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Wednesday, 17 October 2012 14:10

For you the bells toll

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out natcornWaiting in the ubiquitous checkout line, I spied a National Geographic special publication, “50 of the World’s last great places – Destinations of a Lifetime.” Thumbing through, right between Bialowieza (remnants of ancient European forests on the border of Poland and Belarus) and Canada’s oldest national park, Banff, was our own Jocassee Gorges.

The fecund Gorges, bathed in nearly 100 inches of rainfall annually, extend from Lake Jocassee near where North Carolina, South Carolina and Georgia meet, northward and eastward to Caesar’s Head State Park in South Carolina. The Whitewater, Horsepasture, Estatoe and other rivers plus countless streams, springs and seeps combine to create a magical land of waterfalls, spray communities and nonpareil flora and fauna diversity. There are more than 60 species of rare and/or threatened plant species, some of which are endemic to the Gorges. It is home to black bears, bobcats, whitetail deer, turkey, ruffed grouse, myriad Neotropical migrants and perhaps the greatest salamander diversity in the world.

The name Jocassee is from the Cherokee and supposedly means “Place of the Lost One.” Cherokee lore has it that rival tribes — the “Brown Vipers” and the “Green Birds” inhabited the Gorges and as legends go, a young warrior of the Brown Vipers broke his leg while hunting in the domain of the Green Birds. Jocassee, a Green Bird maiden, came to the warrior’s (Nagoochee) rescue and nursed him back to health. The two subsequently fell in love, but during a battle between the two tribes, Nagoochee was killed. Heartbroken, Jocassee entered the water, but rather than sinking, walked across the surface to be embraced by and disappear with Nagoochee’s ghost.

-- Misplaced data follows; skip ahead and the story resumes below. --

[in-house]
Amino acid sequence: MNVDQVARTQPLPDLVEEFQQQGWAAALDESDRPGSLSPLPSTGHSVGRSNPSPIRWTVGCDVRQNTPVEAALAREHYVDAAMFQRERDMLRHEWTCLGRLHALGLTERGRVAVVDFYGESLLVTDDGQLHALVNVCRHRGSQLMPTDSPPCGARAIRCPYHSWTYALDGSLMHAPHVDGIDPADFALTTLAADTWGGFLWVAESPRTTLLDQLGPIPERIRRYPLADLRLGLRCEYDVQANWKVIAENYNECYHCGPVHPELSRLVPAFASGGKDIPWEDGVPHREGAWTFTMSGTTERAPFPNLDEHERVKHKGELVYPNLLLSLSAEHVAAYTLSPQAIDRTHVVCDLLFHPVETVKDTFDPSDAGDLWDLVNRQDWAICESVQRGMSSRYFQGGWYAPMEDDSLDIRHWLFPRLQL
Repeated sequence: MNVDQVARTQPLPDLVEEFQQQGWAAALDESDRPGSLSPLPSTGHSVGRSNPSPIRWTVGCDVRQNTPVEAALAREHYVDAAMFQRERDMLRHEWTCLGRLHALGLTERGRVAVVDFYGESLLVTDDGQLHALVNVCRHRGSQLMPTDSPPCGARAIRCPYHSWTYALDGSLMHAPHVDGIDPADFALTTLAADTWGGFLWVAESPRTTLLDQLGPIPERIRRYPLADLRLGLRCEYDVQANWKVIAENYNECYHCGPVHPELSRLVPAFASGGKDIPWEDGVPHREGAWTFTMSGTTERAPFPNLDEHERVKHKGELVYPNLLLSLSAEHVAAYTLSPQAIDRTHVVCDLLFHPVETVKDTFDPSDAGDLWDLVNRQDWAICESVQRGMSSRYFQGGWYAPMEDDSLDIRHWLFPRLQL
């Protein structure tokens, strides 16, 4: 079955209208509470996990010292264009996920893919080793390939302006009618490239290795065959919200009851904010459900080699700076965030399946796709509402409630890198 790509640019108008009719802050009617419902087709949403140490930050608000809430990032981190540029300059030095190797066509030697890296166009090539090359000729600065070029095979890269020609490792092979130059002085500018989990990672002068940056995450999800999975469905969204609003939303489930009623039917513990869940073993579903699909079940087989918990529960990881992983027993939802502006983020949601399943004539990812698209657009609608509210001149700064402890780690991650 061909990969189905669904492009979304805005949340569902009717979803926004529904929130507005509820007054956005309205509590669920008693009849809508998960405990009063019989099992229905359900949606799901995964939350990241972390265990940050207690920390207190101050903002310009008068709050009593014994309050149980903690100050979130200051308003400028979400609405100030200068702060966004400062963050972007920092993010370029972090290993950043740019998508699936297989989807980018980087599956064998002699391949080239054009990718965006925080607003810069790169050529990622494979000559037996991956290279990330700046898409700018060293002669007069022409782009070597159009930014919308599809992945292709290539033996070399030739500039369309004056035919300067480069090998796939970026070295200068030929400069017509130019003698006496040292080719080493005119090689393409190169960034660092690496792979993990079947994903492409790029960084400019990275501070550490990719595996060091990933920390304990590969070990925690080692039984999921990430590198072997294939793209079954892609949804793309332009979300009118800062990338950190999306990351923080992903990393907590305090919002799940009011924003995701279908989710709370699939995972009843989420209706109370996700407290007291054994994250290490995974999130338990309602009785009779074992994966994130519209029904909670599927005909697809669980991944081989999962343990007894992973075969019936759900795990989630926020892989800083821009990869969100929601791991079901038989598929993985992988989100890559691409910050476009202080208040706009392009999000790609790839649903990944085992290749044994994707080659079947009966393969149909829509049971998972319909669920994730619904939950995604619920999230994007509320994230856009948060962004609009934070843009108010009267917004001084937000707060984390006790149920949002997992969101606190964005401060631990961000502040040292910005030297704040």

Almost as diverse as the geology, topography, flora and fauna of Jocassee Gorges are the partnerships and cooperation that went into preserving this incredible wilderness. “The” Gorges themselves comprise about 43,000 acres and were preserved through a partnership with the South Carolina Department of Natural Resources, Duke Energy, the Conservation Fund, the U.S. Forest Service, National Wild Turkey Federation, The Nature Conservancy, the Richard King Mellon Foundation and dozens of other groups, organizations and individuals. But, these 43,000 acres help connect the Mountain Bridge Wilderness to the east and national forest lands to the west creating close to 200,000 acres of contiguous wilderness.

Oconee bells, Shortia galacifolia, a graceful beautiful spring ephemeral has become the floral poster-child of the Gorges. This gorgeous breath of white that graces the “blue wall” of the Blue Ridge Escarpment was lost in Paris for the better part of a century. French botanist  Andre Michaux had collected a specimen back in 1788 and placed it in his herbarium in Paris where it went unnoticed for 50 years or so until American botanist Asa Gray, nosing through the herbarium discovered the specimen. Botanists searched to no avail, but in 1877, a teenager named George Hyams walked upon a colony of Oconee bells along the Catawba River in North Carolina. Oconee bells were almost lost again when this rediscovery site was flooded by Duke Energy as they damned the river for electricity production and created Lake Jocassee.

Oconee bells is a biogeographic relic meaning it is part of a once widespread taxa that is now restricted to a small geographic area. The closest relative to Oconee bells is found in China and Japan. Another rare, disjunct species known from Jocassee gorges is Turnbridge film-fern. This fern’s closest relatives are found in the West Indies.

But don’t worry. If you travel to the Gorges and fail to discover either of these rare plants, just sit down at the base of one of the many waterfalls, gaze into the mist and you will realize you are, indeed, in one of the last great places on the planet.

 (Don Hendershot is a writer and naturalist. He can be reached a This email address is being protected from spambots. You need JavaScript enabled to view it. .)

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